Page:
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I've been trying to look for material online which explains the special relativistic case of optics and magnification, but I still remain rather confused.

One example that confuses me slightly is that if a relativistically moving lens. To simplify things, let the object be far away such that the image forms at the focal point. My gut feeling tells me that at a particular instant, the points measured between the camera and the object simultaneously in the lens's frame follow length contraction, and the image formed should be bigger.

Similarly, if instead, the object is moving relativistically, while the lens remains still, the distance between the simultaneously measured points should not be affected by any contraction whatsoever (as the frame of the lens is not moving), and the image size is the same.

Am I on the correct train of thought here, or are there some flaws with my thinking?

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It is very much possible that pictures will be different but analysis seems to be quite complex.

There are the following phenomena that affect picture:

Light time correction: https://en.wikipedia.org/wiki/Light-time_correction

Aberration of light: https://en.wikipedia.org/wiki/Aberration_of_light

In the framework of SR: - Relativity of simultaneity.

Sure - relativistic length contraction.

  1. If lens is “moving” in the reference frame of the object, lens contracts. Also we have to consider beams of light that RECEIVED when the lens and the object are at points of closest approach.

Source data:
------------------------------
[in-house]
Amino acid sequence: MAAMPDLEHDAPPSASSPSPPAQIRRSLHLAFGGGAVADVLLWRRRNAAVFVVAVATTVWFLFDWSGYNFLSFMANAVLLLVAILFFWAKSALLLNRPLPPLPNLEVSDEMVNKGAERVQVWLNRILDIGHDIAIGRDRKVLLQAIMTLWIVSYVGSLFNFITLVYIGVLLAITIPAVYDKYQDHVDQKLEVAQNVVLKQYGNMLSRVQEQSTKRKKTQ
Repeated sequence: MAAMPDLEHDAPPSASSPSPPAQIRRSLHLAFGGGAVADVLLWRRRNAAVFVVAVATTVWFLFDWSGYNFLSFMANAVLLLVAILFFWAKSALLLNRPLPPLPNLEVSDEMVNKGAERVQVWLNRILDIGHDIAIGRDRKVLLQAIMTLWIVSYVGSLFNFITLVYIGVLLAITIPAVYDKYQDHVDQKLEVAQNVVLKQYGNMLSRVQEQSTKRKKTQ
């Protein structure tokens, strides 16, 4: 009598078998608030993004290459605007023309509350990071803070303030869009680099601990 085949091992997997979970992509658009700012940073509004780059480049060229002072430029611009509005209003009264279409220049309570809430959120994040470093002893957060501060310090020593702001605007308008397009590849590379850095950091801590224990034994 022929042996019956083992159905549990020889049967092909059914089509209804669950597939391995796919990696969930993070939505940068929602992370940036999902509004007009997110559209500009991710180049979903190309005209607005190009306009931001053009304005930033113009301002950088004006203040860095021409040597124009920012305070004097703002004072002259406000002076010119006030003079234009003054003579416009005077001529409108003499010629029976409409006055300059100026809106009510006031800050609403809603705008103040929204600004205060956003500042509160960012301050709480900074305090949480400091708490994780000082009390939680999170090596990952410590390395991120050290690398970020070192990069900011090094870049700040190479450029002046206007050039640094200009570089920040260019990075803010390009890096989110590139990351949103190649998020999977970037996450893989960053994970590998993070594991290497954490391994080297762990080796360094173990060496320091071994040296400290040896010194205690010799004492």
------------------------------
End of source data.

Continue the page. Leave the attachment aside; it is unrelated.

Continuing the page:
2. If object is “moving” in the reference frame of the lens, object contracts. Then we have to consider beams of light that were EMITTED when the object and the lens were at points of closest approach.

There are parallels with measurement of time dilation by means of the Transverse Doppler Effect: Observer will measure redshift if a source-clock is "moving" in his frame (the clock runs slower) or blueshisft (the clock runs faster) if he is "moving" in the clock's frame. Light time correction and aberration of light also affect measurements in this case.

https://en.wikipedia.org/wiki/Relativistic_Doppler_effect

It is also important to note that the observer in the lens frame can explain that picture doubly, either by ascribing himself state of rest or motion in the object’s frame.

It is very important to consider how the object was highlighted. It is also important to consider aberration of light, since it takes time for the light to reach focal point.

In the framework of Special Relativity beams that were simultaneously emitted (from the different parts of the object) in the object’s frame were not emitted simultaneously in the lens frame, and image will be distorted.

You can find some ideas how these mentioned above factors can affect picture in the papers that consider pictures by simple pinhole camera.

https://en.wikipedia.org/wiki/Terrell_rotation

https://www.researchgate.net/publication/312494874_THE_TERRELL-PENROSE_ROTATION_WHEN_PHOTOGRAPHING_A_SPHERE_AT_REST_WITH_A_MOVING_CAMERA

https://www.researchgate.net/publication/304794967_Photographing_using_relativistic_camera_-obscura

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